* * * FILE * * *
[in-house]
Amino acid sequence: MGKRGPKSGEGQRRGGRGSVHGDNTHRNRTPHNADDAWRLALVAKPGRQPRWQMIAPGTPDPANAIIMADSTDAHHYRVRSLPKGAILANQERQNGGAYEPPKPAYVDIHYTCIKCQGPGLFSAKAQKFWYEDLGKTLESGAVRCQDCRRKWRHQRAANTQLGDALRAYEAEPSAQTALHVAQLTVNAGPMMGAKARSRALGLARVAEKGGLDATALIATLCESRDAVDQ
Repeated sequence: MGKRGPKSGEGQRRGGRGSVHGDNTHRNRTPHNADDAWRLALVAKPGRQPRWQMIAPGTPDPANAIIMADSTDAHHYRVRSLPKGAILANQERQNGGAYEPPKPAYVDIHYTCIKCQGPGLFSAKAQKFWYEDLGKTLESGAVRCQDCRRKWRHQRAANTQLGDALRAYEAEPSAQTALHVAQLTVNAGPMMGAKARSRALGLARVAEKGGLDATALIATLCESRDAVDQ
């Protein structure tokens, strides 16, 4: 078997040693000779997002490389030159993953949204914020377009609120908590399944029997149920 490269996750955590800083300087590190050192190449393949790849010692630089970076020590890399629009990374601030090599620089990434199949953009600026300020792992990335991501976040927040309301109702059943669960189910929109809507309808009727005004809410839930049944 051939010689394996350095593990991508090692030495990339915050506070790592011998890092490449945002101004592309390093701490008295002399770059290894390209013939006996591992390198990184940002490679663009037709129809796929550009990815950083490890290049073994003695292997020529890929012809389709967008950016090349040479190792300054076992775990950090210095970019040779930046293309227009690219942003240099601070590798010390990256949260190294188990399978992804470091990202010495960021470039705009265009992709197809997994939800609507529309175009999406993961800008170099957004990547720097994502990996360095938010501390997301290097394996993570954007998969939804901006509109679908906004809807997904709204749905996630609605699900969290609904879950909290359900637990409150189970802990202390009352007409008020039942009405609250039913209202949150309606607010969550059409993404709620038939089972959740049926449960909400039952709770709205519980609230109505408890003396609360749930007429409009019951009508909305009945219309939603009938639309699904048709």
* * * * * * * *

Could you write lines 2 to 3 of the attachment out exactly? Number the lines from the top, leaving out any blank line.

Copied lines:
Amino acid sequence: MGKRGPKSGEGQRRGGRGSVHGDNTHRNRTPHNADDAWRLALVAKPGRQPRWQMIAPGTPDPANAIIMADSTDAHHYRVRSLPKGAILANQERQNGGAYEPPKPAYVDIHYTCIKCQGPGLFSAKAQKFWYEDLGKTLESGAVRCQDCRRKWRHQRAANTQLGDALRAYEAEPSAQTALHVAQLTVNAGPMMGAKARSRALGLARVAEKGGLDATALIATLCESRDAVDQ
Repeated sequence: MGKRGPKSGEGQRRGGRGSVHGDNTHRNRTPHNADDAWRLALVAKPGRQPRWQMIAPGTPDPANAIIMADSTDAHHYRVRSLPKGAILANQERQNGGAYEPPKPAYVDIHYTCIKCQGPGLFSAKAQKFWYEDLGKTLESGAVRCQDCRRKWRHQRAANTQLGDALRAYEAEPSAQTALHVAQLTVNAGPMMGAKARSRALGLARVAEKGGLDATALIATLCESRDAVDQ